Luke Harvey, on fifth Hail Promenader, said: "Absolutely fantastic fun, I really really enjoyed it."

Gay Kelleway, on sixth Hawaana, said: " I am on the committee and we have been planning this for nearly a year and we have got a good lot of jockeys this year. It was a shame about the ground, it was a little bit soft, but we couldn't do anything about that. Everybody enjoyed it and everybody was very clean (with their language) apart from George Duffield. It is good for the sport, we need characters. Most of those jockeys I rode against, I was second to Willie (Ryan in the apprenticeship). I suspect I will be roped into it again because I am about the only female jockey retired. It was wonderful and I really enjoyed it."

Kevin Darley, on seventh Save The Bees, said: "I enjoyed it, we went really quick early on but with my horse I think it was a case of the jockey getting tired before the horse."

Tom O'Ryan, on eighth Muftarres, said: "It was a great thrill. My horse travelled well for a long way and gave me a great ride but just flattened out a bit, he wants really fast ground, but what a wonderful occasion."

John Reid, on ninth Chookie Avon, said: "That was good. My horse gave me a lovely ride – probably a mile is a furlong to far for him. I enjoyed it and he was a nice horse for this sort of thing."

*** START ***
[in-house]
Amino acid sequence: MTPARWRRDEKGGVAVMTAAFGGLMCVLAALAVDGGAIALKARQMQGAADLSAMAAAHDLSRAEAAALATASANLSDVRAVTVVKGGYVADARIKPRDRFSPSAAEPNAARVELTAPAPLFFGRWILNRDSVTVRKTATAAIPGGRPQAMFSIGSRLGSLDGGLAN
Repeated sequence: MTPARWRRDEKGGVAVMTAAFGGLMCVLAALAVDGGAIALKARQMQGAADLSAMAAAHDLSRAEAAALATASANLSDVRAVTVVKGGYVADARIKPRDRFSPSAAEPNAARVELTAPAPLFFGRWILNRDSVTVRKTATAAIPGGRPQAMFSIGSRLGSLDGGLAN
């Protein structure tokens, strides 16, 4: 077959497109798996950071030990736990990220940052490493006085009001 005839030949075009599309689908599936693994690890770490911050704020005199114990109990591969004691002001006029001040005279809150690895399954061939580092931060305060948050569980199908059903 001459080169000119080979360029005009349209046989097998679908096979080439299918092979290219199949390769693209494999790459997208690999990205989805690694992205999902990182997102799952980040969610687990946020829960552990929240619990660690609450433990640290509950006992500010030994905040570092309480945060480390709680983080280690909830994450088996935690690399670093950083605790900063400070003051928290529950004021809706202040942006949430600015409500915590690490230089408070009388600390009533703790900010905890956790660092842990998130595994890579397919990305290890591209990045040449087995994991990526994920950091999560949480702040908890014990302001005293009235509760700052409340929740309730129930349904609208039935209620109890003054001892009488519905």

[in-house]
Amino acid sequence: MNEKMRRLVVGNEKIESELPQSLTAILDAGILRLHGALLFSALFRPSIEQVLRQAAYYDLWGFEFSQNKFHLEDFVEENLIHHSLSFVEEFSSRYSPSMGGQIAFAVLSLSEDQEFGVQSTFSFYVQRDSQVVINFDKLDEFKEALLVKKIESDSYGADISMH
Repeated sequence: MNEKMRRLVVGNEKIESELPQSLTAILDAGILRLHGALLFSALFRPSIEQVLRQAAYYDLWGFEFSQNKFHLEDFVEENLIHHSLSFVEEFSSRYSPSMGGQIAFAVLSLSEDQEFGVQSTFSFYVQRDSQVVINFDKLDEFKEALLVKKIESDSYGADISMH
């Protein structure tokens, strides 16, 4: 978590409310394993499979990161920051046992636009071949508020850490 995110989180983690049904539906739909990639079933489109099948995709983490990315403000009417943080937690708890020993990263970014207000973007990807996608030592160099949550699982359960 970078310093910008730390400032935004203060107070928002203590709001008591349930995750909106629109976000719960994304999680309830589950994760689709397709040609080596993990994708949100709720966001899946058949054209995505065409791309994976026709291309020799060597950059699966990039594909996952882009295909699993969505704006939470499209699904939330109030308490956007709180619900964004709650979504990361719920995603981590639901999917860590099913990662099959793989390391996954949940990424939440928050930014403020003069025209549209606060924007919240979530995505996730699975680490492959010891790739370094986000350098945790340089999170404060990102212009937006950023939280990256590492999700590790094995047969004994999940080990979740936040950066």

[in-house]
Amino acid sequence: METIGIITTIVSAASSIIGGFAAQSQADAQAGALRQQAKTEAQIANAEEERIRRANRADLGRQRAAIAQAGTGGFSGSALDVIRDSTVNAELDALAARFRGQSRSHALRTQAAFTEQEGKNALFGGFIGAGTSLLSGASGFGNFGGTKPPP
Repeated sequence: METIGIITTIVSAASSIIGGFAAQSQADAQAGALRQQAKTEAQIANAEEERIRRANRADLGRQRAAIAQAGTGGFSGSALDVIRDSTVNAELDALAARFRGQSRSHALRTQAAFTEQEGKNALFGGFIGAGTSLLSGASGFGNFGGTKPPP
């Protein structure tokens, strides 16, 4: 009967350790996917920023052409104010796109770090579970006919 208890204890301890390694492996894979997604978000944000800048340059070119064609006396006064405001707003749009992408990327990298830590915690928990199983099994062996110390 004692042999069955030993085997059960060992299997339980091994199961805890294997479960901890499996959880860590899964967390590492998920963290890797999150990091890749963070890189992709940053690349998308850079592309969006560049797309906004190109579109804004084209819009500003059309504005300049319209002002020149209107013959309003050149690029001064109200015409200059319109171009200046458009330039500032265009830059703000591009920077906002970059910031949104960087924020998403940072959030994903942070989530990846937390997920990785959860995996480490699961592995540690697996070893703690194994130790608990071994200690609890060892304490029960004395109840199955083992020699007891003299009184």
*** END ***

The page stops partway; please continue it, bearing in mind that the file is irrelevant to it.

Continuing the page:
Nick Connorton, on 10th Sir Francis Drake, said: "That was great and it brought back a lot of memories."

Ollie Pears, on 11th The Ducking Stool, said: "My horse wants further – but that was great."

Gary Bardwell, on 12th Pirate Chest, said: "It was really good – shame I blew up before the horse."

Dale Gibson, on 13th Alhaban, said: "I went a good gallop and the old horse just looked after himself. It was great that Mick (Kinane)and George (Duffield) fought out the finish."

Julie Krone, on 14th Sunnyside Tom, said: "I enjoyed it very much. It was really interesting this year because once I was beaten it was a release and I could just relax. I was really left out last year, being from across the pond and not really knowing anyone but this year I felt it was almost like a homecoming and the way the event has grown and the money that is raised is great.

"It just a wonderful event and didn't Mick (Kinane, winner) look great, there are no indignities in his old age.

"When we were at the post and the starter started to call out the names of the jockeys and it literally made my heart pump faster when my name was called out with the others. It was surreal with my name being among those legends. I almost got watery-eyed and thought, seriously this little girl from Michigan ends up at Doncaster with these legends. I think I have been asked to come back to and would love to even though when I started training for this my muscles were hurting and I was stiff and sore and I said I was never going to get back on a horse!"

Allan Mackay, on 15th File And Paint, said: "My horse was a bit keen and I should have dropped him in but there was no pace where I was. I loved taking part."

Jamie Osborne, on 16th Gunner Will, when asked how it had gone, said: "Slowly."